When the ends of the tubular member 2 are -v bored or reamed the boring or reaming preferably is done in such manner as to provide an internal diameter slightly less than the outside diameter of the spindle shank portion l6. For example, in a preferred construction using cold drawn seamless steel tubing having an O. D. of 2 and an I. D. of 1%" (wall thickness /4), the interior diameter may be reamed or bored to an I. D. of 1.632 inches minimum and 1.633 inches maximum while the spindle shank will be machined or ground to an external diameter of 1.634 inches minimum and 1.635 inches maximum, so that the spindle shank outside diameter will be not less than 0.001 inch nor more than 0.003 inch greater than the internal diameter of the bore in the tubular member. Preferably also, the spindle shank should be drilled or bored so that the wall thickness is substantially equal to the wall thickness of the tubular member or, as above indicated, the Wall thickness may taper, increasing in thickness from the outer to the inner end.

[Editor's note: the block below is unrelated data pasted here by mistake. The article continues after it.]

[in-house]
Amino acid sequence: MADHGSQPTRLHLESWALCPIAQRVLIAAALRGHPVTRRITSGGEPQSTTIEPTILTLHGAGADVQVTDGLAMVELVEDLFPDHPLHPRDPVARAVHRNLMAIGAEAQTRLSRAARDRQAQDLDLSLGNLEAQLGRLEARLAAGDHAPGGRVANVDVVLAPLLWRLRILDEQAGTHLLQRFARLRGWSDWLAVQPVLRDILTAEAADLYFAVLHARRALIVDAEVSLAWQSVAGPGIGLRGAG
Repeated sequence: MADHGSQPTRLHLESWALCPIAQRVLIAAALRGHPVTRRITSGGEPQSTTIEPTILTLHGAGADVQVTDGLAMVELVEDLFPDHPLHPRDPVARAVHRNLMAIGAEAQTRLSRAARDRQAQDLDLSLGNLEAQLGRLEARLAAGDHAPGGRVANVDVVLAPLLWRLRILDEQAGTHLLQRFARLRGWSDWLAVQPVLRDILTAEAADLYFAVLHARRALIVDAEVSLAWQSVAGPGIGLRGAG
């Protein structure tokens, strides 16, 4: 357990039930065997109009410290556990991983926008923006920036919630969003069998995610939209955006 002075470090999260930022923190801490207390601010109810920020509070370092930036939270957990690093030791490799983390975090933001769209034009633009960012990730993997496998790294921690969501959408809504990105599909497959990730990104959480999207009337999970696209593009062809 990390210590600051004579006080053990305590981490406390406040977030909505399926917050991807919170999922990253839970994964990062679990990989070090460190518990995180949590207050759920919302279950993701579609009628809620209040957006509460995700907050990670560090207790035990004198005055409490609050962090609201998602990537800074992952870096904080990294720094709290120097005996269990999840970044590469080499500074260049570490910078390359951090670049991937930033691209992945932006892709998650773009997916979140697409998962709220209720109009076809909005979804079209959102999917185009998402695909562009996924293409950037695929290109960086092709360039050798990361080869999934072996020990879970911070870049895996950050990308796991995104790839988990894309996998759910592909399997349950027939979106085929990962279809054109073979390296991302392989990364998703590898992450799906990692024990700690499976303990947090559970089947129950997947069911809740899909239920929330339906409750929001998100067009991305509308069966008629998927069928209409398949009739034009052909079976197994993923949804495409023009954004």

In order then, to assemble spindle and tubular members the tube ends may be heated until the diameter of the bore exceeds the external diameter of the spindle shank or the spindle shank may be cooled as by liquid air until its external diameter is less than the diameter of the tube bore, or the assembly may be eflected by both shrinking the shank and heating the tube end. It is desirable that the tube ends be heated no higher than about 500 F. which alone should be sufficient to permit the assembly to be efiected and, as for shrinking, it should not be necessary to subject the spindle to temperatures lower than -50 R; either of such operations alone should permit the parts to be assembled but resort may be had to both heating the tube and cooling the spindle memher if desired or necessary. The fixture in which the assembly is accomplished should be adapted to hold the spindles in their proper positions of alignment and location with respect to one another and the tube, that is, with the axes of the tubular member and the spindle shank portions in alignment and the axes AB of the spindle portions or arms 3, 3 lying in a single plane containing the axes of the tubular member and the shank portions, until the relative temperatures between the parts have substantially equalized, i. e. the time tight frictional interengagement has become efiective. At this time, if the proper machining and boring limits have been maintained, the shrinkage of the tube or the expansion of the spindle shank, or